How Montessori Works
Dr. Maria Montessori based her method of teaching children on several concepts. All of these concepts are used in varying degrees by different Montessori practitioners.
- Inner guidance. All children have inherent inner directives from nature that guide their development.
- Freedom of self-directed learning. The Montessori method allows children to choose their own activities, which lets children experience self-directed learning.
- Prepared Environment. The right conditions around children support their natural development. The environment is arranged according to a subject area, and children are free to move around the room instead of staying at desks. There is no limit to how long a child can work with a piece of material. At any one time in a day all subjects — math, language, science, history, geography, art, music, etc., will be being studied, at all levels.
- Observation and indirect teaching. This teaching style consists of observing the child engaging in activities that follow their natural instincts. Controlling the environment, not the child, contrasts sharply with the ordinary teacher’s role in implementing a pre-determined curriculum. At Battle Creek Montessori, teachers are striking a balance of following the child’s readiness and interests while also following the state curriculum guidelines.
- Absorbent mind. The young child (0–6) has an absorbent mind which naturally incorporates experiences in the environment directly into their whole basic character and personality for life. This is unique to young children and allows them to learn many concepts easily. After the age of about six, this absorbent mental faculty disappears. The child then enters the 6-12-year-old period where exploration of the world around them and use of imagination are key.
- Multi-age grouping. Children learn from each other in a way that supports their independent self-directed activity. There is constant interaction, problem-solving, child to child teaching, and socialization. Children are challenged according to their ability and never bored.
Scientific research has shown that:
- Cognition is optimized when movement is consistent with thinking.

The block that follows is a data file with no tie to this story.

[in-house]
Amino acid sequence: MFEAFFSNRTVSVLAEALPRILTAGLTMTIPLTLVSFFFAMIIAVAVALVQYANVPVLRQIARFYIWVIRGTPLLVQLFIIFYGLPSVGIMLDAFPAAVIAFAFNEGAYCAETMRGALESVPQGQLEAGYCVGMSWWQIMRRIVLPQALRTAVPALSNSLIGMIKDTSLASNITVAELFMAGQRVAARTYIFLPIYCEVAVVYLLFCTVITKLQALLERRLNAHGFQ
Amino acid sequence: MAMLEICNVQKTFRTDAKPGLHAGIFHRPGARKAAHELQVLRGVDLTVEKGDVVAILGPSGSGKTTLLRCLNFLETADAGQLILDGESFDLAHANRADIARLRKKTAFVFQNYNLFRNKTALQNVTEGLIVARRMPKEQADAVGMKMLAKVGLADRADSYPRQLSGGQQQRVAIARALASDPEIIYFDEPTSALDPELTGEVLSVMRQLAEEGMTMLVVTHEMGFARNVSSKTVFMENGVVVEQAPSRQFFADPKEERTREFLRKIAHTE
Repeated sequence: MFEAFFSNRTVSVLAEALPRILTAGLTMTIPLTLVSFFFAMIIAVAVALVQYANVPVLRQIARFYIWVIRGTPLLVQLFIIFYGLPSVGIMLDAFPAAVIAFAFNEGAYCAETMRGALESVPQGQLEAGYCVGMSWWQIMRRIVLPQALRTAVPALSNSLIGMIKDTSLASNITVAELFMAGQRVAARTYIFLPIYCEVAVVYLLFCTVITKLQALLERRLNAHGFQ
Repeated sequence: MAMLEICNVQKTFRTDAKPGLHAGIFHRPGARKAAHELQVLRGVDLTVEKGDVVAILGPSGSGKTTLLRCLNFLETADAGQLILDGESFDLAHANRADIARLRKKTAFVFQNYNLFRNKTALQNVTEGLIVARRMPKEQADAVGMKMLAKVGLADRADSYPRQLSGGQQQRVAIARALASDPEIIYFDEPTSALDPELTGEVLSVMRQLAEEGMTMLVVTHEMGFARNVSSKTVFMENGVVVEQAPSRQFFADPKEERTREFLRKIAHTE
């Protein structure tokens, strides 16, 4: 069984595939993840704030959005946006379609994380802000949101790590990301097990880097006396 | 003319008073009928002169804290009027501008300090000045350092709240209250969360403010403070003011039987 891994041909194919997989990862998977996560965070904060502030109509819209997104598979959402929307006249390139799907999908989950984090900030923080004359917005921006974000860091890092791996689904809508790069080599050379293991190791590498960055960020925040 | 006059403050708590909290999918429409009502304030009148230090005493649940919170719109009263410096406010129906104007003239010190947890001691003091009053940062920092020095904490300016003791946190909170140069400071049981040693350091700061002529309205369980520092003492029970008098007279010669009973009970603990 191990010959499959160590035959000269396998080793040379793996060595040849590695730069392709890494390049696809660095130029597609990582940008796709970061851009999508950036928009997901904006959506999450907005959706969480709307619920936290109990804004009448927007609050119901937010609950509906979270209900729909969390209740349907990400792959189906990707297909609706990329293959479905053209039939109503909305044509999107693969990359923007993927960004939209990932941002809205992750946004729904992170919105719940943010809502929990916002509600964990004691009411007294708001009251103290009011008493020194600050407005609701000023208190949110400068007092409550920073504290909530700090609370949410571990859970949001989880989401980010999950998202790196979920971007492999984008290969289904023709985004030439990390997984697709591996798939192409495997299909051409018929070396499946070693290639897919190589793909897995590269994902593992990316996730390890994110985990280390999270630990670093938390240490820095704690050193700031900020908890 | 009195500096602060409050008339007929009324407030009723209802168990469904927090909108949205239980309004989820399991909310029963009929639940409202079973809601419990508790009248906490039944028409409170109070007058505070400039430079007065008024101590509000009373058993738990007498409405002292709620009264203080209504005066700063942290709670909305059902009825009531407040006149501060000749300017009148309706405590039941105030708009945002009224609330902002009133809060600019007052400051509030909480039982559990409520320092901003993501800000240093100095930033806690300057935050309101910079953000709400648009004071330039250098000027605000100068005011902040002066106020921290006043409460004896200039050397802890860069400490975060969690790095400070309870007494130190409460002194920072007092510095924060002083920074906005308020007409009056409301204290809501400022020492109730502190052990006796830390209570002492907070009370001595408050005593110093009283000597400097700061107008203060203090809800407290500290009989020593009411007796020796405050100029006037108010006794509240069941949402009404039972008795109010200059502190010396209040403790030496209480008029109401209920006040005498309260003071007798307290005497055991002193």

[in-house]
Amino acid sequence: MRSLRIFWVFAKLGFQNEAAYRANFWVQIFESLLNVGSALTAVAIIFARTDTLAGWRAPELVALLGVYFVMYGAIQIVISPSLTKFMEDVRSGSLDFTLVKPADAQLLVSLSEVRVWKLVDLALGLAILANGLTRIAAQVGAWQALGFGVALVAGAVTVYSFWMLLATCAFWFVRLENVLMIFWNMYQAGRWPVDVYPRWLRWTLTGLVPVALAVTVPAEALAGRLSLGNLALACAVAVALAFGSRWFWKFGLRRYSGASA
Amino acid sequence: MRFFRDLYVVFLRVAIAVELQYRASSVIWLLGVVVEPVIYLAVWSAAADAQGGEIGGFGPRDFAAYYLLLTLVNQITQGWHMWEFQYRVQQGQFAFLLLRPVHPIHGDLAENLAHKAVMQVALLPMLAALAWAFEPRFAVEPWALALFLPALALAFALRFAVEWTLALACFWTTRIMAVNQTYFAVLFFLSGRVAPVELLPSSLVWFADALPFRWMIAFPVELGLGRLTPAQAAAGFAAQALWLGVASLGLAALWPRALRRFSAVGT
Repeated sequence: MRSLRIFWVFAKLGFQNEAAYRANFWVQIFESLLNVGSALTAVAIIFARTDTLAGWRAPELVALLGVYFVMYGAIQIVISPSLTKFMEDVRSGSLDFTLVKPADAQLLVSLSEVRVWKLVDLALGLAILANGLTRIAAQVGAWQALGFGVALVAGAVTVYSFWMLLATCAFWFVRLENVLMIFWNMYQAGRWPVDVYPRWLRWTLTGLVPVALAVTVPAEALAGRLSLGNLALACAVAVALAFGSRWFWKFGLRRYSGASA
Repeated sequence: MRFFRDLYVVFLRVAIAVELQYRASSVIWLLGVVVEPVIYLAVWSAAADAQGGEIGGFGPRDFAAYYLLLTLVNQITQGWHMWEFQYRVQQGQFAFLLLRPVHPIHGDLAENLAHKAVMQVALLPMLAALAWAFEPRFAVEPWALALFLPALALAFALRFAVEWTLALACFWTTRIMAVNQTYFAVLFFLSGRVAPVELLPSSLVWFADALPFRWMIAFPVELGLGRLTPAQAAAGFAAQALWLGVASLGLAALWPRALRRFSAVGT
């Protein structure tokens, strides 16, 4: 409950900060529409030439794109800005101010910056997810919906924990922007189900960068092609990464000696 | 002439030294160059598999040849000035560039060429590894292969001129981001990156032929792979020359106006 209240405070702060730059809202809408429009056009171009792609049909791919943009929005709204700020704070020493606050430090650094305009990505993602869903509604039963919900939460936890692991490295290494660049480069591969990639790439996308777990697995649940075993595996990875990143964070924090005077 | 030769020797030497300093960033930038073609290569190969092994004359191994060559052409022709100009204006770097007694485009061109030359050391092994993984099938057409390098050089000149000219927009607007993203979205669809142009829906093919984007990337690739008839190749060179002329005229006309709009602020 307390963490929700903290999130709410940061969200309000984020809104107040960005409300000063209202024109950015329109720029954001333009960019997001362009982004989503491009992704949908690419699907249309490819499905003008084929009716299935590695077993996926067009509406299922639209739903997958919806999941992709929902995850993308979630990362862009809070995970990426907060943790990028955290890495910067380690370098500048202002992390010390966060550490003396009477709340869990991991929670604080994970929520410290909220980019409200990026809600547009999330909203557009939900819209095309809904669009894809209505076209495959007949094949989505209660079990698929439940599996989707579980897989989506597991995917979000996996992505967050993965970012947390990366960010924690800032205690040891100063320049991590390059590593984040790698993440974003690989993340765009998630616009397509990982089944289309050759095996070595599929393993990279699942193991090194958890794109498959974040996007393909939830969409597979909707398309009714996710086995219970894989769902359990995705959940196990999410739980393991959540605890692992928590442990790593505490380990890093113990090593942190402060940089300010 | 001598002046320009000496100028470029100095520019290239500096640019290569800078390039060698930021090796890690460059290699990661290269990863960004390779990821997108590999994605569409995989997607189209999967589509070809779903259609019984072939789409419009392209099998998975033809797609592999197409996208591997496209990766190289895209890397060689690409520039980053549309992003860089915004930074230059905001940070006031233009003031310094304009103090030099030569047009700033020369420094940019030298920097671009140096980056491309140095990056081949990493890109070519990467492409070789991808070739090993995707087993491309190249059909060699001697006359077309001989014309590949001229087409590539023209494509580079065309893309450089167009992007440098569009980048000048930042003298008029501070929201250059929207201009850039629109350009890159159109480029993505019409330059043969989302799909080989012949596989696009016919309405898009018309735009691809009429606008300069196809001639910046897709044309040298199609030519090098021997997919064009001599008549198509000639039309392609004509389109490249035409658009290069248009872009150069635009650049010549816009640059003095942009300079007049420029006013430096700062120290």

- We learn best when we are interested in what we are learning about.
- Extrinsic rewards reduce motivation and level of performance once the rewards are removed.
- People thrive when they feel a sense of choice and control.
- We learn best when our learning is situated in meaningful contexts.
- Children can learn very well from and with peers; after age six children respond well to collaborative learning situations.
- Children thrive on order, routine, and ritual.
*Angeline Stoll Lillard’s, Montessori: The Science Behind the Genius.
|View the child holistically, valuing cognitive, psychological, social, and spiritual development
|Views the child in terms of competence, skill level, and achievement with and emphasis on core curricula standards and social development
|Child is an active participant in learning – allowed to move about and respectfully explore the classroom environment
|Child is a more passive participant in learning
|Teacher is an instructional facilitator and guide
|Teacher has a more dominant, central role in classroom activity
|A carefully prepared learning environment and method encourages development of internal self-discipline and intrinsic motivation
|Teacher acts as a primary enforcer of external discipline promoting extrinsic motivation
|Instruction, both individual and group, adapts to students’ learning styles and development levels
|Instruction, both individual and group, adapts to core curricula benchmarks
|Three-year span of age grouping
|Same-age and/or skill level grouping
|Grace, courtesy, and conflict resolution are integral part of daily Montessori peace curriculum
|Conflict resolution is usually taught separately from daily classroom activity
|Values concentration and depth of experience; supplies uninterrupted time for focused work cycle to develop
|Values completion of assignments; time is tightly scheduled
|Child’s learning pace is internally determined
|Instructional pace usually set by core-curricula standard expectations, group norm, or teacher
|Child allowed to spot own errors through feedback from the materials; errors are viewed as part of learning process
|Work is usually corrected by the teacher; errors are viewed as mistakes
|Learning is reinforced internally through the child’s own repetition of an activity and internal feelings of success
|Learning is reinforced externally by test scores and rewards, competition and grades
|Care of self and environment are emphasized as integral to the learning experience
|Less emphasis on self-care, spatial awareness, and care of environment
|Child can work where he/she is comfortable and the child often has choices between working alone or with a group
|Child is usually assigned a specific work space; talking among peers discouraged
|Multi-disciplinary, interwoven curriculum
|Curriculum areas usually taught as separate topics
|Progress is reported through multiple formats: conferences, narrative reports, checklists and portfolio of student’s work
|Progress is usually reported through conferences, report cards/grades, and test scores
|Children are encouraged to teach, collaborate, and help each other
|Most teaching is done by the teacher and collaboration is an alternative teaching strategy
|Child is provided opportunities to choose own work from interest and abilities, concepts taught within context of interest
|Curricula organized and structured for child based on core curricula standards
|Goal is to foster a love of learning
|Goal is to master curricula objectives